Carnival is a Western Christian festive season that occurs before the liturgical season of Lent with the main events typically occur during February or early March. It involves public celebrations like parades and public street parties with masks.
Carnival historically had two main purposes. On the one side, it celebrates the end of winter (means bad and cold weather) and the beginning of the spring with the new life, on the other serves to eliminate winter reserves of the food before fasting in Lent. Of course, those practical reasons sometimes degenerated through the time and perhaps cross the boundary of good sense (eg, “Battle of the oranges” in Ivrea) but this is another theme.
If you find yourself in Italy in February or early March, you will surely feel the carnival atmosphere, as the carnival is celebrated everywhere. We will list here just a couple of the most popular.
The most famous, not only in Italy, is certainly Venice Carnival. The indescribable beauty of La Serenissima (a name for the Republic of Venice, which literally means “the most/very serene”), with elegant gondolas and splendid historical buildings, is the perfect setting for a refined and imaginative mask so loved and popular throughout the world.
Click to visit the official Venice Carnival site.
Second famous is Viareggio Carnival.
Viareggio, a seaside city in Tuscany, Italy, is known for its great send beach and its Carnival. La Cittadella is a complex housing the Carnival Museum, with small reproductions of the city’s allegorical floats.
Click to visit the official Viareggio Carnival site.
Another really beautiful is Acireale Carnival.
Located in Sicily, the largest Italian island on the Ionian coast between Catania and Taormina, and at the foot of Mount Etna (which is, besides Vesuvius, the most famous volcano in this part of the world) Acireale lives the carnival with love and passion. Historical allegorical floats in papier-mâché and famous flower floats have recently been enriched by an imaginative lighting that, together with great final fireworks, assures visitors an unique and unforgettable experience.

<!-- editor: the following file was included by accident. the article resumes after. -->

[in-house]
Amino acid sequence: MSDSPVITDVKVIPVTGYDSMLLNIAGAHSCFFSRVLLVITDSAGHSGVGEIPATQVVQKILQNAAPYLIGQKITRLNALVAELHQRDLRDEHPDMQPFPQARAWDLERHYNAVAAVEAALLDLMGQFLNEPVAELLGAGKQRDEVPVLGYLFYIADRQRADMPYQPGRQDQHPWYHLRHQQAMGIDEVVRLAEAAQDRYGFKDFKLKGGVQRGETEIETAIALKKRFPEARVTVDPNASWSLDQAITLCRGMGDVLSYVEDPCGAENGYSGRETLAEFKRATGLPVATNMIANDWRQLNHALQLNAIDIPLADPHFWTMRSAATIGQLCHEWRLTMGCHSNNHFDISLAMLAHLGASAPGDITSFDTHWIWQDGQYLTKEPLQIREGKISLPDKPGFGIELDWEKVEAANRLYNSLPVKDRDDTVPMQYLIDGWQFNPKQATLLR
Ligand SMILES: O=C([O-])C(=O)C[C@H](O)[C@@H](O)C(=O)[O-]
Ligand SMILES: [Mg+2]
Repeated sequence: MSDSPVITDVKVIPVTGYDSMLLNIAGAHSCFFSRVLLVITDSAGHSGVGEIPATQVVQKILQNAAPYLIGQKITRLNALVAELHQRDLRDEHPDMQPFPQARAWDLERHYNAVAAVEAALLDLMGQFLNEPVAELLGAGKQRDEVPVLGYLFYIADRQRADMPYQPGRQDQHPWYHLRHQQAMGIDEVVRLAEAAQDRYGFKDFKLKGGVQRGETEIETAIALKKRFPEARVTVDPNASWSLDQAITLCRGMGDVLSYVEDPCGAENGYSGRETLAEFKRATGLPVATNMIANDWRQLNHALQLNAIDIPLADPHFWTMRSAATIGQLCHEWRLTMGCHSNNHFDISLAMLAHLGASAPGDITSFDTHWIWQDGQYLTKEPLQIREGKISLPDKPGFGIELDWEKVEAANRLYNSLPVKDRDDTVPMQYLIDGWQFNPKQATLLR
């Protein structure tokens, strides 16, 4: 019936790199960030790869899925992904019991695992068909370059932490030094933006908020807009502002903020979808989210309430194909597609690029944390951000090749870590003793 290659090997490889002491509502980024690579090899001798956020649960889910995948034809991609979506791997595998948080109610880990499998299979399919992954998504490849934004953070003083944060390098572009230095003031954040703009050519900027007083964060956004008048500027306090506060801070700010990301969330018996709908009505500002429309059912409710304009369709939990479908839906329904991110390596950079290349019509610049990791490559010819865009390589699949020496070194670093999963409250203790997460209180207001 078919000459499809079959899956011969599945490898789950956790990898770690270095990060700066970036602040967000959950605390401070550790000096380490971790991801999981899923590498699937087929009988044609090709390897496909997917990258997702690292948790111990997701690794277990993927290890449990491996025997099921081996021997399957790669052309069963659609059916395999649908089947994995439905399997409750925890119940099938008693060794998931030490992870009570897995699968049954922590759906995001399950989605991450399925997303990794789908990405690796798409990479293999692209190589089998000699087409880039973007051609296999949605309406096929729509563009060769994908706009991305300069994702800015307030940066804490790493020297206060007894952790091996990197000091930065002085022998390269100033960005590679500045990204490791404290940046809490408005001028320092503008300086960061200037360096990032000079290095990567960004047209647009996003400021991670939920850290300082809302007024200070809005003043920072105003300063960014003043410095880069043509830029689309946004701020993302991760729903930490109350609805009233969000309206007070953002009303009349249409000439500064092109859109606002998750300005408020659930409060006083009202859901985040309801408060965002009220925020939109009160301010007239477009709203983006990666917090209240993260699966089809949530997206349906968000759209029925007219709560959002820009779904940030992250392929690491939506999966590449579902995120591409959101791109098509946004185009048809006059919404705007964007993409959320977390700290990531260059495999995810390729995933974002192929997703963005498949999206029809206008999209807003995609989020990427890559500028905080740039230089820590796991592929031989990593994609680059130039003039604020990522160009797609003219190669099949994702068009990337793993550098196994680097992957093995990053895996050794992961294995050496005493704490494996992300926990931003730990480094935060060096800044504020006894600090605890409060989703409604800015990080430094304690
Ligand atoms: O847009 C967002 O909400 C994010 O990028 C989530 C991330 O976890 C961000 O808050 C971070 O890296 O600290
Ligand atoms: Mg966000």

Click to visit the official Acireale Carnival site.
Very particular is Ivrea Carnival.
The Battle of the Oranges is the most spectacular part of the historic Carnival, and a fantastic representation of the town’s rebellion against the tyrant. The Battle of the Oranges is fought for three days, from Sunday to Shrove Tuesday. It is played between the nine teams on foot, who represent the people who revolted, and the ‘Aranceri’ (orange-throwers) on horsedrawn carriages, who play the role of the feudal armies.
Click to visit the official Ivrea Carnival site.
At the end we would like to mention Riječki Karneval. Exceptionally of course, since Rijeka (Fiume in Italian, River in English) is not an Italian city (although has been for almost 30 years – from 1918 to 1947). Carnival in Rijeka is the most important carnival in the Republic of Croatia with regular participation of many international groups. Rijeka is the a full member of the Federation of European Carnival Cities but we decided to call your attention on this manifestation since Rijeka is elected “European Capital of Culture” for 2020 (like Matera in Italy for 2019). We will speak about both mentioned cities in our future posts because we follow ECC initiative (more about that soon). Here we just want to say: “Rijeka Carnival is already nice. Maybe for 2020 they plane something spectacular.”
Click to visit the official Rijeka Carnival site.